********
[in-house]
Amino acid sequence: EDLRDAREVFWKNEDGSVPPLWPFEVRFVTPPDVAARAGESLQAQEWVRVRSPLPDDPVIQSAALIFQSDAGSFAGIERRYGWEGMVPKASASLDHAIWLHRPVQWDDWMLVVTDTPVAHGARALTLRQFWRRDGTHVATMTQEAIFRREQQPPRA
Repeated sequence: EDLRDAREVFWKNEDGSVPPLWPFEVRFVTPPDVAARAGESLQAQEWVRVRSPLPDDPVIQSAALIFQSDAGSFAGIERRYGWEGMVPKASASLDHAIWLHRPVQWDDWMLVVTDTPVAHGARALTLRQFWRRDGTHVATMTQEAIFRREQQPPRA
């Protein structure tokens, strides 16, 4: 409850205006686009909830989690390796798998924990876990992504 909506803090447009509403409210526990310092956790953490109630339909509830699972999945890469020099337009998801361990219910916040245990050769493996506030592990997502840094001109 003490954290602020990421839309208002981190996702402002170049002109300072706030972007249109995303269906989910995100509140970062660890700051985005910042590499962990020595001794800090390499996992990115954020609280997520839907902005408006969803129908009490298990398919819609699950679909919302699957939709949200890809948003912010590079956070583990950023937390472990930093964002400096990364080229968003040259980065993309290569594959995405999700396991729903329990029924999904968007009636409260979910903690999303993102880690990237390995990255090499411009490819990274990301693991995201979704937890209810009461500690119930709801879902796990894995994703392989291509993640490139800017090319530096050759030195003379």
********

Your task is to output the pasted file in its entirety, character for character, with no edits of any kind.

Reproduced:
[in-house]
Amino acid sequence: EDLRDAREVFWKNEDGSVPPLWPFEVRFVTPPDVAARAGESLQAQEWVRVRSPLPDDPVIQSAALIFQSDAGSFAGIERRYGWEGMVPKASASLDHAIWLHRPVQWDDWMLVVTDTPVAHGARALTLRQFWRRDGTHVATMTQEAIFRREQQPPRA
Repeated sequence: EDLRDAREVFWKNEDGSVPPLWPFEVRFVTPPDVAARAGESLQAQEWVRVRSPLPDDPVIQSAALIFQSDAGSFAGIERRYGWEGMVPKASASLDHAIWLHRPVQWDDWMLVVTDTPVAHGARALTLRQFWRRDGTHVATMTQEAIFRREQQPPRA
């Protein structure tokens, strides 16, 4: 409850205006686009909830989690390796798998924990876990992504 909506803090447009509403409210526990310092956790953490109630339909509830699972999945890469020099337009998801361990219910916040245990050769493996506030592990997502840094001109 003490954290602020990421839309208002981190996702402002170049002109300072706030972007249109995303269906989910995100509140970062660890700051985005910042590499962990020595001794800090390499996992990115954020609280997520839907902005408006969803129908009490298990398919819609699950679909919302699957939709949200890809948003912010590079956070583990950023937390472990930093964002400096990364080229968003040259980065993309290569594959995405999700396991729903329990029924999904968007009636409260979910903690999303993102880690990237390995990255090499411009490819990274990301693991995201979704937890209810009461500690119930709801879902796990894995994703392989291509993640490139800017090319530096050759030195003379």